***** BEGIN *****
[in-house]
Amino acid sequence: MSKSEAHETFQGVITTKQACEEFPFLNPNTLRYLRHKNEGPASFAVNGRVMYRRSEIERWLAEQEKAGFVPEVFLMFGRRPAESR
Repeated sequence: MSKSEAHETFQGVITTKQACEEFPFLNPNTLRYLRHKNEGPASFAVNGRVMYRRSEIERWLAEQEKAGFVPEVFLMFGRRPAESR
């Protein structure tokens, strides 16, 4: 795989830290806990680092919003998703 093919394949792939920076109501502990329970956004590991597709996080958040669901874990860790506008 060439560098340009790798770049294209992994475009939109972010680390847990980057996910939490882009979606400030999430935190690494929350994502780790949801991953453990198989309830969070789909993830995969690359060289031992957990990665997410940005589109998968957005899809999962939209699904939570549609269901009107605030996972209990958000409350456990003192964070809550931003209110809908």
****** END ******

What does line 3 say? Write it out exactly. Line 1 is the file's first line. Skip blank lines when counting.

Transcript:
Repeated sequence: MSKSEAHETFQGVITTKQACEEFPFLNPNTLRYLRHKNEGPASFAVNGRVMYRRSEIERWLAEQEKAGFVPEVFLMFGRRPAESR